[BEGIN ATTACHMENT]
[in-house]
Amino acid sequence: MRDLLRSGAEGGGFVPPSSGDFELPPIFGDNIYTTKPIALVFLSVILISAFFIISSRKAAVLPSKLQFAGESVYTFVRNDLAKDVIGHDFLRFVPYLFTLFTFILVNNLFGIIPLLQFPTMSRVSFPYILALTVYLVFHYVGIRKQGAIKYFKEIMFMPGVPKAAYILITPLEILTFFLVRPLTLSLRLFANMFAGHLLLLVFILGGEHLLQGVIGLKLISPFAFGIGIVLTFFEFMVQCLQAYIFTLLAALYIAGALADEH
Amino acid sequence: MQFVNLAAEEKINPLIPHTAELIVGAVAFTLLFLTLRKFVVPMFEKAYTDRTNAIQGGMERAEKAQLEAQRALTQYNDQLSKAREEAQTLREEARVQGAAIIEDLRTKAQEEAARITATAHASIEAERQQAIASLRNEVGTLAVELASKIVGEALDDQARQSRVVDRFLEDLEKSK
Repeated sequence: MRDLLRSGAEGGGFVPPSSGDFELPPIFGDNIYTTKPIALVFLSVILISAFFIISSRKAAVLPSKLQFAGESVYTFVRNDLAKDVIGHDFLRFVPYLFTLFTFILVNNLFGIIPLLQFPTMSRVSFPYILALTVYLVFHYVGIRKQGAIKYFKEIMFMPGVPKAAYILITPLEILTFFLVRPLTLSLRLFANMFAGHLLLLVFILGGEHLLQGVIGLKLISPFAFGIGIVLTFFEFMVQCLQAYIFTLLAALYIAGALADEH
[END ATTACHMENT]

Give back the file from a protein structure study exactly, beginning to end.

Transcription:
[in-house]
Amino acid sequence: MRDLLRSGAEGGGFVPPSSGDFELPPIFGDNIYTTKPIALVFLSVILISAFFIISSRKAAVLPSKLQFAGESVYTFVRNDLAKDVIGHDFLRFVPYLFTLFTFILVNNLFGIIPLLQFPTMSRVSFPYILALTVYLVFHYVGIRKQGAIKYFKEIMFMPGVPKAAYILITPLEILTFFLVRPLTLSLRLFANMFAGHLLLLVFILGGEHLLQGVIGLKLISPFAFGIGIVLTFFEFMVQCLQAYIFTLLAALYIAGALADEH
Amino acid sequence: MQFVNLAAEEKINPLIPHTAELIVGAVAFTLLFLTLRKFVVPMFEKAYTDRTNAIQGGMERAEKAQLEAQRALTQYNDQLSKAREEAQTLREEARVQGAAIIEDLRTKAQEEAARITATAHASIEAERQQAIASLRNEVGTLAVELASKIVGEALDDQARQSRVVDRFLEDLEKSK
Repeated sequence: MRDLLRSGAEGGGFVPPSSGDFELPPIFGDNIYTTKPIALVFLSVILISAFFIISSRKAAVLPSKLQFAGESVYTFVRNDLAKDVIGHDFLRFVPYLFTLFTFILVNNLFGIIPLLQFPTMSRVSFPYILALTVYLVFHYVGIRKQGAIKYFKEIMFMPGVPKAAYILITPLEILTFFLVRPLTLSLRLFANMFAGHLLLLVFILGGEHLLQGVIGLKLISPFAFGIGIVLTFFEFMVQCLQAYIFTLLAALYIAGALADEH